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Message frames and wildlife values influence public acceptance of wild horse management strategies




Rodriguez, Jeffrey, author
Bright, Alan, advisor
Niemiec, Rebecca, advisor
King, Sarah, committee member

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Wild horses are a symbol of the American West that evoke emotional responses from people, and the management of these populations has become a contentious issue. We examined the influence of messaging and wildlife value orientations on public acceptance of potential wild horse management actions in the Western United States. We used an online questionnaire that began with one of three randomly assigned messages about wild horse management: the control message provided information about wild horse populations and management options, the rational appeal added on information about the negative impacts of growing wild horse populations and the limitations of current management approaches, and the emotional appeal added a photograph of emaciated wild horses to the rational appeal. The questionnaire then asked participants about their acceptance of wild horse management options and their values of and experiences with domestic horses. Our survey experiment showed that messaging can influence overall acceptance of wild horse management techniques. Participants who received the emotional or rational appeal were more accepting of the use of contraception, sterilization, euthanasia, and the sale of horses to be used for consumption compared to those who received the control. Adding an emotional component to the rational appeal increased acceptance of wild horses living out their lives in government holding pens over all other message conditions. We also found that participants in general were more accepting of contraception and sterilization than any of the other management techniques. Participants with traditionalist values were more likely to accept euthanasia. Overall, we suggest that messaging may influence public acceptance of many of the proposed management actions for wild horses in the Western United States.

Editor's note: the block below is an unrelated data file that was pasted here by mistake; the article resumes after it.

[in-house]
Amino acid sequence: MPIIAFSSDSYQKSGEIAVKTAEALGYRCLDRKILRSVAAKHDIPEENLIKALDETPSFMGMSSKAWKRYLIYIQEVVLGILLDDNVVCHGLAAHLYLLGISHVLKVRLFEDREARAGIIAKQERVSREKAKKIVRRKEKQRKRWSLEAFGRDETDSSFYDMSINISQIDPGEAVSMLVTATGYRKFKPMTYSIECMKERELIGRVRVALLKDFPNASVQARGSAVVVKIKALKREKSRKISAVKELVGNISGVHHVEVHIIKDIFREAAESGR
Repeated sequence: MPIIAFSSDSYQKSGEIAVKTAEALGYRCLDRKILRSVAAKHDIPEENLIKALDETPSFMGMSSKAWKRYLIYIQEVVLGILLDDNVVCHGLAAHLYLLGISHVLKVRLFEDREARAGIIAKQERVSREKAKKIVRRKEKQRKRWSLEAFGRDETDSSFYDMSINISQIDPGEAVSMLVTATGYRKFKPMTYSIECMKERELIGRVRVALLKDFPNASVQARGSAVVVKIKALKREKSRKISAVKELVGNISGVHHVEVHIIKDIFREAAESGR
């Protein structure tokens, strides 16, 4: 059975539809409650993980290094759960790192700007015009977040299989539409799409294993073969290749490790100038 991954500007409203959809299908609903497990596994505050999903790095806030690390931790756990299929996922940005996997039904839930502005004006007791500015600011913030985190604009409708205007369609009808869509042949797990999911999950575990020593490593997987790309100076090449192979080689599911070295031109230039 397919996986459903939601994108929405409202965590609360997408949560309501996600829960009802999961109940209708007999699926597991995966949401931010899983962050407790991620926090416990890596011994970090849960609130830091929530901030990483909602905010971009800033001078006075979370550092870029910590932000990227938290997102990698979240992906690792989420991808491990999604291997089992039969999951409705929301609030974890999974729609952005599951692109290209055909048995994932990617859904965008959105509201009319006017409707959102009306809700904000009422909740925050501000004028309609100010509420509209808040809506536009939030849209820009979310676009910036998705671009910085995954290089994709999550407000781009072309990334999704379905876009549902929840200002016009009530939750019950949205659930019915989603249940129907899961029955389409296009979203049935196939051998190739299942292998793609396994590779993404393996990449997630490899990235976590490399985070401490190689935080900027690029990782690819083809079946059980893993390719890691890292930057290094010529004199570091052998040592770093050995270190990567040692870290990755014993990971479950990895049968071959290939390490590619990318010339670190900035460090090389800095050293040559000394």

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wildlife value orientations
wild horse


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